These issues, as Matthew pointed out, form only a tiny subset of what we are here to talk about: the intersection of technology and education. Technology was always slated to be the “big disrupter” in higher education. You may have heard this catechism before: Higher education is the only institution in our society that hasn’t changed at all since medieval times. There is incredible inefficiency and emphasis on replication in processes. Economist William Baumol’s service paradox is at work here. Consider how tuition costs are rising, and how academics and graduates cannot get the jobs they were trained for. Compound this with nearly $1.2 trillion of student debt, and technological upheaval seems like a natural solution.
If I can extend this speculation in its most perfervid form: in the future, there will be a radically smaller number of higher education institutions that will be truly global, and the rest will disappear. This change will happen in tsunami-like fashion. I am sure that everybody in this audience has had some conversation at a party or at Thanksgiving dinner during which someone who is not a university employee flings this speculation at you, forcing you to respond, perhaps not patiently. I think the fever has died down recently, but at the time, the speculation ignored a number of important factors.
First, when the panic began, there was already a pre-existing world of online education. There was a disconnect between the speculation over effects of the “new” MOOCs and the real world of online education. Institutions like University of Phoenix and University of Maryland, Baltimore County, along with other big purveyors, had already introduced much of the promise and opportunity that came to be associated with MOOCs. These online universities hosted small-format classes, led by people who were not academic superstars, teaching skills to people who were a long way away from most institutions of higher learning. For example, many military service members who were abroad in Iraq and Afghanistan were taking online courses through these universities. And you may even know some of these tireless instructors, who go home at night after work to grade the papers of their online students.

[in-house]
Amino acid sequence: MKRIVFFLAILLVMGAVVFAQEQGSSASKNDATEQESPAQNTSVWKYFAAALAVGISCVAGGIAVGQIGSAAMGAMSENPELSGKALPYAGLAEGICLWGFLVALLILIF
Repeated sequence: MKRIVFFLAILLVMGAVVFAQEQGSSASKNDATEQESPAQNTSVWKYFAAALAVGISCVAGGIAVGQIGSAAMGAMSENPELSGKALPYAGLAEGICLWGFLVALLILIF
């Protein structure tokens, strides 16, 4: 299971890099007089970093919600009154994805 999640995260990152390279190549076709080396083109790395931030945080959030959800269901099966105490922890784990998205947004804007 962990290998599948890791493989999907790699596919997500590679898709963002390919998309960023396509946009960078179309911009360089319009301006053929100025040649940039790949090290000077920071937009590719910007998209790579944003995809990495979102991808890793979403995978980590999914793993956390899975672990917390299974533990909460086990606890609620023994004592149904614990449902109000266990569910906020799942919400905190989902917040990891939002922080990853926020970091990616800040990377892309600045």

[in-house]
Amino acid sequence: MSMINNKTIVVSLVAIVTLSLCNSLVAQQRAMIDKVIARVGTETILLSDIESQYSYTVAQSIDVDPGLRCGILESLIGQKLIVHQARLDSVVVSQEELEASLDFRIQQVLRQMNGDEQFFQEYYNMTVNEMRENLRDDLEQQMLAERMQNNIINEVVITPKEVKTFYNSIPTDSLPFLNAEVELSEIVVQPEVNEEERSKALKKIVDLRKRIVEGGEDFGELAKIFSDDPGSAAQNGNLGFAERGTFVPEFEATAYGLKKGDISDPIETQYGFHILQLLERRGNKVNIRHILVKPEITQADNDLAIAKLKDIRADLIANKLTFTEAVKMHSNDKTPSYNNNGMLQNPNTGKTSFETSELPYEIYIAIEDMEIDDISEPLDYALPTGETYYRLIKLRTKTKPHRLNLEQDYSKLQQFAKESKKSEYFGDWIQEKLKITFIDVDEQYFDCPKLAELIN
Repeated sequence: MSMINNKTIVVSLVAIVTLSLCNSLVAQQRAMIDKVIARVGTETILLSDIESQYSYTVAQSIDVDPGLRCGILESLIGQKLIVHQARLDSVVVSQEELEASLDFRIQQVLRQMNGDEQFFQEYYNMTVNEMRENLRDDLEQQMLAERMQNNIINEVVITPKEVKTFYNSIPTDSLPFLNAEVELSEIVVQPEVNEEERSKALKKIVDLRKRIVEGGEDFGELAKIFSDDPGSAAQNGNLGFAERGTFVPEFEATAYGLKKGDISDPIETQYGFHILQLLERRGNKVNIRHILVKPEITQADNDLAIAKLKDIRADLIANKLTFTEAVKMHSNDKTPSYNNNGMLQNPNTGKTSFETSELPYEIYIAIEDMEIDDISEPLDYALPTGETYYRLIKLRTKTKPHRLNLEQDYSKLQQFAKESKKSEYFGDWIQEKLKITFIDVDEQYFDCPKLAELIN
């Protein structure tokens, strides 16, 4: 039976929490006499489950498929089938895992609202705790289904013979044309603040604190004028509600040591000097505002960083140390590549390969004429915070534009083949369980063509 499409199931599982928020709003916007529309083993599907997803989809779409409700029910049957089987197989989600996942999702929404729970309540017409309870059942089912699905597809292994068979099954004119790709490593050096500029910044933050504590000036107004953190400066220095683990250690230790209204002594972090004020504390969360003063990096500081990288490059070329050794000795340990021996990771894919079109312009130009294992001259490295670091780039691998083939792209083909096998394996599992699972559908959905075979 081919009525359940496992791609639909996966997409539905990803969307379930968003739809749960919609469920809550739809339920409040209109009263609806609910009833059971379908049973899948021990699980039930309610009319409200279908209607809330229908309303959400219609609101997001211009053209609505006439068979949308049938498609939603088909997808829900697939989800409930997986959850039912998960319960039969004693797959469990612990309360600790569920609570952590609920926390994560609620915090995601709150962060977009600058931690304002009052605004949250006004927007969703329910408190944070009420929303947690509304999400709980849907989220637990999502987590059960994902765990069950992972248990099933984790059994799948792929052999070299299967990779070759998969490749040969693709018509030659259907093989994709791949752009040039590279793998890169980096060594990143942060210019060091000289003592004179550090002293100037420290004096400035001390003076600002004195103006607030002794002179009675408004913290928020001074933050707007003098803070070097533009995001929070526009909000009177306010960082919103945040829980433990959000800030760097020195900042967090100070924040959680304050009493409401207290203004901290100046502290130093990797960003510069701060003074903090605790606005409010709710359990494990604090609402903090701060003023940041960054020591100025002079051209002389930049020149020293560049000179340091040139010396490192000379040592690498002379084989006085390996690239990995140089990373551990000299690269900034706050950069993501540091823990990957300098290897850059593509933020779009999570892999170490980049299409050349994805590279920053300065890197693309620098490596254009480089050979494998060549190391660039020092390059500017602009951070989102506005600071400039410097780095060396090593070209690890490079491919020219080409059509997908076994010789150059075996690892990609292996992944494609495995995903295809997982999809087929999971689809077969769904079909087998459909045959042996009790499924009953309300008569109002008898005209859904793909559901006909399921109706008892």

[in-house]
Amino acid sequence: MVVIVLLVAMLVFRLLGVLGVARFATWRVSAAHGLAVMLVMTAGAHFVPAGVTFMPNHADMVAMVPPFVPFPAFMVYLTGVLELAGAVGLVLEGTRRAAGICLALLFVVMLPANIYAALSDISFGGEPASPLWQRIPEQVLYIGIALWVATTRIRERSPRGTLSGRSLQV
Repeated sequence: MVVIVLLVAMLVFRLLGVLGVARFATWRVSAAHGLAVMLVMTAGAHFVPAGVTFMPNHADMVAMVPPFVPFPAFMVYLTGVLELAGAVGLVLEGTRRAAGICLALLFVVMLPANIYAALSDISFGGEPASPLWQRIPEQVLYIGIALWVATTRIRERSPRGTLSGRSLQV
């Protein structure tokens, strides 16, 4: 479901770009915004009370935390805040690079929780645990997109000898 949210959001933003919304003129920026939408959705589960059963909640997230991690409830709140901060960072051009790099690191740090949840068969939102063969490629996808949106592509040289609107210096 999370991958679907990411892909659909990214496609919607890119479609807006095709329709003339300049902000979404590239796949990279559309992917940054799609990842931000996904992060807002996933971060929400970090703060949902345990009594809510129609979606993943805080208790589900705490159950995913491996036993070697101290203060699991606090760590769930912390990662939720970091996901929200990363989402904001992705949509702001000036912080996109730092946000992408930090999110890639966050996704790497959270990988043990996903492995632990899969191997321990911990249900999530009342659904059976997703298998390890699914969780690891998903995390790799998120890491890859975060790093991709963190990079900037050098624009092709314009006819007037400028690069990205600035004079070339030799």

But MOOCs were supposed to be distinct and revolutionary; a superstar thinker like Michael Sandel could give his popular Harvard course “Justice” to a person living in a village in Kashmir with an Internet connection. This is a wonderful opportunity.
The model involved the top academics in a field producing curriculum material that was mass-distributed. Meanwhile, the direct contact with students was completed by lesser mortals – unknown academics and teachers – who would meet with their students personally in smaller groups. But this describes the old world of textbooks, lectures, and discussion sections, as well as the new world of MOOCs. So, the suggestion that everybody suddenly for the first time in history had direct access to the thoughts of the topmost people in the academy simply isn’t true.